There are many ways to perform a sequence, as evidenced by this "Jump Wraps" video put together by Steve Schwarz. The video also demonstrates how it's always important to "have the dog's head", holding onto that "psychic leash" I blogged about last fall, which became the basis for my Handling Fundamentals class. You can almost see the leash in this video.
Steve can back wave his dog over a jump while facing the other direction, and he's not afraid of the blind cross either. Furthermore, he shows that even a border collie can be made to collect, to run at a measured pace rather than full out, using closely placed obstacles and short sequences.
Check this out:
Exercise 1. I set the first sequence up at my Wednesday night Intermediate Beginners class, thinking to further train all the various maneuvers, but it never got traction. Not sure why. We moved on to running segments of an Excellent jumpers course, because it seems students at the lower levels want to run and have fun with their dogs more than they want to train specific handling skills, do their flatwork, etc. My fear is that bad habits develop this way which can wreck havoc later on if they decide to compete. It's hard to strike a proper balance in a 1 hour class.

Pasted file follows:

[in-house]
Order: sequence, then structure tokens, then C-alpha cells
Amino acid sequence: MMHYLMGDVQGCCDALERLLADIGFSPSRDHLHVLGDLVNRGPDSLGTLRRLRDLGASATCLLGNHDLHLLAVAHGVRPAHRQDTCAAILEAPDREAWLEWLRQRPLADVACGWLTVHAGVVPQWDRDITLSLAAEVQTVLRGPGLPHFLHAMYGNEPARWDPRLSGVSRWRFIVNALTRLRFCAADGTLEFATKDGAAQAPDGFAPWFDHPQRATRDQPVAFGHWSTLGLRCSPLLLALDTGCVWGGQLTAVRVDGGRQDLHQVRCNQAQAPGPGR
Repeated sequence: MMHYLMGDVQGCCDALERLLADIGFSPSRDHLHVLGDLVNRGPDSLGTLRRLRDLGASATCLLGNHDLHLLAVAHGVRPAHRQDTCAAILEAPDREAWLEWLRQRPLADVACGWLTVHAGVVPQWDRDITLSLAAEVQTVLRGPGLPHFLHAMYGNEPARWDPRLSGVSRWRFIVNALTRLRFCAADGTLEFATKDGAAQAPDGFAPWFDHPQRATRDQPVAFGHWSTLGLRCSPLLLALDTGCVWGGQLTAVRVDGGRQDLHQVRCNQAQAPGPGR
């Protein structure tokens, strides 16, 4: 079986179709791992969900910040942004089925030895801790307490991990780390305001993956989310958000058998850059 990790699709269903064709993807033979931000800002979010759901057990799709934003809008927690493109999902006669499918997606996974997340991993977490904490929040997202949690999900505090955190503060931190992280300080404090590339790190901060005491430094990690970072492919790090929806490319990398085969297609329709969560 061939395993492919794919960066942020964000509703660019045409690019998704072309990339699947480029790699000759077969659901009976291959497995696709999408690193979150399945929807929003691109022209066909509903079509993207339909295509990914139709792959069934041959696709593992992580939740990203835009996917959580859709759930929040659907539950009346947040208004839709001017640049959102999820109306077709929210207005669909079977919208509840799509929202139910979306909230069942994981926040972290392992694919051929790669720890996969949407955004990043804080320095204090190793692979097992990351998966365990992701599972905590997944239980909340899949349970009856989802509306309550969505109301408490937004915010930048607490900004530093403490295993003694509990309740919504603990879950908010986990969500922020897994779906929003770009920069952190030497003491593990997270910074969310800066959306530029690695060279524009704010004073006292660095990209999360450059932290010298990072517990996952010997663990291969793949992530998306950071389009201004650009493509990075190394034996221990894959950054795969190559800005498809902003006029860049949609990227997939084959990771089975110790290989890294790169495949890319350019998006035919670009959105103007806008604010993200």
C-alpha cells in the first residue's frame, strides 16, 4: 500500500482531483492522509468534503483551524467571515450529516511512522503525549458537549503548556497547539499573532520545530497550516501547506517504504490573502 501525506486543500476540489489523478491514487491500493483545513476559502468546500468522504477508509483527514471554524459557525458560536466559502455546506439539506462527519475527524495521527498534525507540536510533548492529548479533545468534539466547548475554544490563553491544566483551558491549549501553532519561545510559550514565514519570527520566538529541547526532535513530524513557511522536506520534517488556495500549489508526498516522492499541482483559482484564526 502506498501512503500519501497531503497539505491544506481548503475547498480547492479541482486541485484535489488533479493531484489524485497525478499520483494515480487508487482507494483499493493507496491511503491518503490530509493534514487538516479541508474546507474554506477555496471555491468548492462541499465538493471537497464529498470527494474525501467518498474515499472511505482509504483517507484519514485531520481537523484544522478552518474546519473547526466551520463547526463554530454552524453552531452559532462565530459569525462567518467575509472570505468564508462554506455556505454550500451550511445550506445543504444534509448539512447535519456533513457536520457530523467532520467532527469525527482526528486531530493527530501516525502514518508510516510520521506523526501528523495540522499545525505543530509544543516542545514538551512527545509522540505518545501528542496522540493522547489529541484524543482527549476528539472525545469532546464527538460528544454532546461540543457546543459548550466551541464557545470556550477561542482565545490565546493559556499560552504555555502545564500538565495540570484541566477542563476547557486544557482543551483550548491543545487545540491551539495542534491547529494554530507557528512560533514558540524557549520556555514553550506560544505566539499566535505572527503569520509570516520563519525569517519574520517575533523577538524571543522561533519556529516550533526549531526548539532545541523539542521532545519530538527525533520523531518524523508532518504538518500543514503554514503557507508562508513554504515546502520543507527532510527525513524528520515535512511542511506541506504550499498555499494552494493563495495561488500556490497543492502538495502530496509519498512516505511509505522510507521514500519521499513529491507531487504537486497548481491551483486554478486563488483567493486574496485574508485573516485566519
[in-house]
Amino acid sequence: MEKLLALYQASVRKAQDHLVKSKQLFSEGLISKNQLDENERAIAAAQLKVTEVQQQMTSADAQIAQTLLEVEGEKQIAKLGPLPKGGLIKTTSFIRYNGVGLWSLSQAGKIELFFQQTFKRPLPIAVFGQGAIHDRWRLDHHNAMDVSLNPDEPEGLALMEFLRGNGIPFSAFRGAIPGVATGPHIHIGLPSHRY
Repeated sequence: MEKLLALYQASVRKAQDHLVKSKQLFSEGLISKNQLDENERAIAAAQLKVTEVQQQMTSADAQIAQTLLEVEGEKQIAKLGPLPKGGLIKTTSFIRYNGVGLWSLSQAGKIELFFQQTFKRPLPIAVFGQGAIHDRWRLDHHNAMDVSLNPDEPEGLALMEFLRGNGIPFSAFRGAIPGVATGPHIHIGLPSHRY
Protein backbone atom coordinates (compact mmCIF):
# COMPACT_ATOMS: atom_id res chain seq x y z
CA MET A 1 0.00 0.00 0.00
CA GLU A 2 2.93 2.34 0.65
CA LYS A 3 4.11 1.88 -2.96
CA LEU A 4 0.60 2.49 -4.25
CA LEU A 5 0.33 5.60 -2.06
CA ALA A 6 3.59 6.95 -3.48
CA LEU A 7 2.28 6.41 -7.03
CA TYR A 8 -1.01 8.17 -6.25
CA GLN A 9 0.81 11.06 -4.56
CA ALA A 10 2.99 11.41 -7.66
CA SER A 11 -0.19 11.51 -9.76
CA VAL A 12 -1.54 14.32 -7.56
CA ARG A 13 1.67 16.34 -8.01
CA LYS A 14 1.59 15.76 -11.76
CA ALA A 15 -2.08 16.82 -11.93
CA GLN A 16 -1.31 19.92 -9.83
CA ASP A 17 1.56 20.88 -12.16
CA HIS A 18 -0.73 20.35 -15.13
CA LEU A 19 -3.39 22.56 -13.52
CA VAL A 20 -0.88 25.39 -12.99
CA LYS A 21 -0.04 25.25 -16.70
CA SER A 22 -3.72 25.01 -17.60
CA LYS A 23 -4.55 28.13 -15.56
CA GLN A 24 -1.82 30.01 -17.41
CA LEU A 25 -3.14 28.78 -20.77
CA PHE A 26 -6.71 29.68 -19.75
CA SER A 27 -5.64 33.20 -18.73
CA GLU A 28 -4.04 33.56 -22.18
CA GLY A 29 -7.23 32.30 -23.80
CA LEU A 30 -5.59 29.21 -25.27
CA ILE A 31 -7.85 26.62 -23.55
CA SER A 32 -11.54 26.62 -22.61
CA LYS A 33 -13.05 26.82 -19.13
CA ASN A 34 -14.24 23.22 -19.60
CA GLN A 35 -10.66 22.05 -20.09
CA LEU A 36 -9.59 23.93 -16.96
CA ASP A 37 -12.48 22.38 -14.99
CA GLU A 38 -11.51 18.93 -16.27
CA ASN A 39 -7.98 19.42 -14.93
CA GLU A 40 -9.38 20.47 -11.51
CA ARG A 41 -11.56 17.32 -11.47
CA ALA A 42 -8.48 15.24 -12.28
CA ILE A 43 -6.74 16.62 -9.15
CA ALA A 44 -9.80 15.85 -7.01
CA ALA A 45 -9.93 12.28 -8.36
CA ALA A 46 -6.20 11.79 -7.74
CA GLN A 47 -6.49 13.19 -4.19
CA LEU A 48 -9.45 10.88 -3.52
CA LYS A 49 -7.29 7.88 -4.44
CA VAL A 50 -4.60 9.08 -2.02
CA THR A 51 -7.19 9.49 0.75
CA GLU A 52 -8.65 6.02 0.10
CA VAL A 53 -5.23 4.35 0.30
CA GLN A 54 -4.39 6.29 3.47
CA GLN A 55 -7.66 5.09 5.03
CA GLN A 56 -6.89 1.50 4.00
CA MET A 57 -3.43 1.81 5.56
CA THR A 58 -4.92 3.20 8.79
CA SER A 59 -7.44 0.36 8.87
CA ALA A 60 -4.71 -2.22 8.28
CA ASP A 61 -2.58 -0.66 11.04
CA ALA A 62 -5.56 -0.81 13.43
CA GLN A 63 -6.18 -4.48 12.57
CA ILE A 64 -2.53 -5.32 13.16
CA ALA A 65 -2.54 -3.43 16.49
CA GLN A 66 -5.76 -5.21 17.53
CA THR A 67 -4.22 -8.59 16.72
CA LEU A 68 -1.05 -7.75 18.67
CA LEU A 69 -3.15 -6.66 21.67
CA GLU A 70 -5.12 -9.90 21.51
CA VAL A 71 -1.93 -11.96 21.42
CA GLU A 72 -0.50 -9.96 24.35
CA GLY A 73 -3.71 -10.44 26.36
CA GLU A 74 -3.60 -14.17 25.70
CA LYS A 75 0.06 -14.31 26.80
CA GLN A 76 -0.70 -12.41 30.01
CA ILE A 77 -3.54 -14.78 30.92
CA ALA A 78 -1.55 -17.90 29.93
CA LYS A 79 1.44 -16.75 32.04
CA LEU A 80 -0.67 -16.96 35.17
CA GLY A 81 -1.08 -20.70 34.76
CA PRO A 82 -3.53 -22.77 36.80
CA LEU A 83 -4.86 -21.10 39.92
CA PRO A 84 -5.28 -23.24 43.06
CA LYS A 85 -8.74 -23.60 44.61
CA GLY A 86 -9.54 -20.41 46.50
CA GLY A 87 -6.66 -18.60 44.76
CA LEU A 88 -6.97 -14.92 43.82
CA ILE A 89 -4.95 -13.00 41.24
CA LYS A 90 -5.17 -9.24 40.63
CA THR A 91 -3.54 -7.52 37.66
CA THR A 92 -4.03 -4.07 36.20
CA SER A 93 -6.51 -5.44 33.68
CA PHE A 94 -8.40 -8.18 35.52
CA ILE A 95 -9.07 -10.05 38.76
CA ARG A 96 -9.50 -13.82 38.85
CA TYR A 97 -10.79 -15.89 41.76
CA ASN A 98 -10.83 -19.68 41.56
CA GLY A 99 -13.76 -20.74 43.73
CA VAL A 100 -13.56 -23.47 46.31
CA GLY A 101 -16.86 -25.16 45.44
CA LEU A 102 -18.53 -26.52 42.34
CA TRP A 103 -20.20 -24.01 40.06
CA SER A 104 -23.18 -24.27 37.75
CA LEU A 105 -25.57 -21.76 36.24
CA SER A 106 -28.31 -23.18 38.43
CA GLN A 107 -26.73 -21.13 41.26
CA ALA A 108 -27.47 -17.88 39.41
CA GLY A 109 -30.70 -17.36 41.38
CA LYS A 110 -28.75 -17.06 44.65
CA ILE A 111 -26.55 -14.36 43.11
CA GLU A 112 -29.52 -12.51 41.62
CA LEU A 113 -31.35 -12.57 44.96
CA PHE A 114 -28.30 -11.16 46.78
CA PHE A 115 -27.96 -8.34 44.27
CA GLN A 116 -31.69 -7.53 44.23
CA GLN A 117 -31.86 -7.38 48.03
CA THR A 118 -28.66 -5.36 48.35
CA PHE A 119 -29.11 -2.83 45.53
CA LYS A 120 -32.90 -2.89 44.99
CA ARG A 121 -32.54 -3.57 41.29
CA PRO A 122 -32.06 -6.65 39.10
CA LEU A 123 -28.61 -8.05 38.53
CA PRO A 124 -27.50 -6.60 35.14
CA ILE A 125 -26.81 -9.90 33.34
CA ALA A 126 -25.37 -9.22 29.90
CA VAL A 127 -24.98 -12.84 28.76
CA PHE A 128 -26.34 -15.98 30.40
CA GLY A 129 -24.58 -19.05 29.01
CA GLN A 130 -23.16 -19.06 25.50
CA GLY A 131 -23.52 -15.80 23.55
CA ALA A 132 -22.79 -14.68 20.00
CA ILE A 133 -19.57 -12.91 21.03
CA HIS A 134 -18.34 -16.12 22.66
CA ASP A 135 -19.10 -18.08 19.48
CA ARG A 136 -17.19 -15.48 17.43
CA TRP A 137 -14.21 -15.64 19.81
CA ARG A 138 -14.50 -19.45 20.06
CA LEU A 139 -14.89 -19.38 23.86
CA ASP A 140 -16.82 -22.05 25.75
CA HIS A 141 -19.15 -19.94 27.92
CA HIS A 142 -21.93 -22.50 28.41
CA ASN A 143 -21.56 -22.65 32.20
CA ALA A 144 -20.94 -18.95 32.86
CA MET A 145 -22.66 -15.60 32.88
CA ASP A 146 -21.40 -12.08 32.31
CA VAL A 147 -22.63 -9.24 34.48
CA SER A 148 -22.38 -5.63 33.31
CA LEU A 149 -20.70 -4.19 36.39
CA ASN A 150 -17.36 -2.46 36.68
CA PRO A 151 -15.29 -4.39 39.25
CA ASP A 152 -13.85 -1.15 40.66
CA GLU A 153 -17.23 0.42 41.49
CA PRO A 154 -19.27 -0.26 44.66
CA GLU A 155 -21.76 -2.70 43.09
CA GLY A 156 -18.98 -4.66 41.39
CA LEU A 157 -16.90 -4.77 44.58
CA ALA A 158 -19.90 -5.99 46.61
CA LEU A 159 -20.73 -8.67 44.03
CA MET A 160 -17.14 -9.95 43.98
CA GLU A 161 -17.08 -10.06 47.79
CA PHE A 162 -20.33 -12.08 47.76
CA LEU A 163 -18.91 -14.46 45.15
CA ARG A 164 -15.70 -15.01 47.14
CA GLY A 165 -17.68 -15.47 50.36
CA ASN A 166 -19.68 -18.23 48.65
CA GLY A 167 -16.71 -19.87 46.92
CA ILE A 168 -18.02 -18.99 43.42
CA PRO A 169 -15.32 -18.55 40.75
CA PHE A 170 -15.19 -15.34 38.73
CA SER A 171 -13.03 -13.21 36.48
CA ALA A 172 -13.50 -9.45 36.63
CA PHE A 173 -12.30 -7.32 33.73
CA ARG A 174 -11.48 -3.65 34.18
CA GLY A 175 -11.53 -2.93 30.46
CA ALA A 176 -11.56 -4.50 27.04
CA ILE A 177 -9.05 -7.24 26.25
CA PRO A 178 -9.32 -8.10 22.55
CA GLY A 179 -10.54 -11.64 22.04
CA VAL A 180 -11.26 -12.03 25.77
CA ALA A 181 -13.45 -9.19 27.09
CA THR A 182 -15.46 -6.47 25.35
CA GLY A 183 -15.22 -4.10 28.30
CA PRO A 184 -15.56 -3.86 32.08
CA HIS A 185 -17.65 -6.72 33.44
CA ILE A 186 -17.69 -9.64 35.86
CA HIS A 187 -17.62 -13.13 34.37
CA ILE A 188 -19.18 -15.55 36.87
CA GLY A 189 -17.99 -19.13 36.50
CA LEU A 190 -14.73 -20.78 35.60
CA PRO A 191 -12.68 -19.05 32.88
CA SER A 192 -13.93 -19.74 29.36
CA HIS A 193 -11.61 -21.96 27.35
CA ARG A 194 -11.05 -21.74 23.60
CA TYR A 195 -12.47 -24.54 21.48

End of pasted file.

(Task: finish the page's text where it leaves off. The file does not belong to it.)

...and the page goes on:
So, I've decided to share this video and blog post with my students, maybe inspire and encourage them to set up these sequences in their own yards and practice on their own time. Most of them have some jumps and weave poles at home, and they can substitute another jump for the tunnel. There are 7 different handling maneuvers in Exercise 1. If they did 10 minutes a day without a dog, then 10 minutes with a dog, in no time they would be experts and having more fun pursuing titles than they can even imagine right now.
Upwards and onward!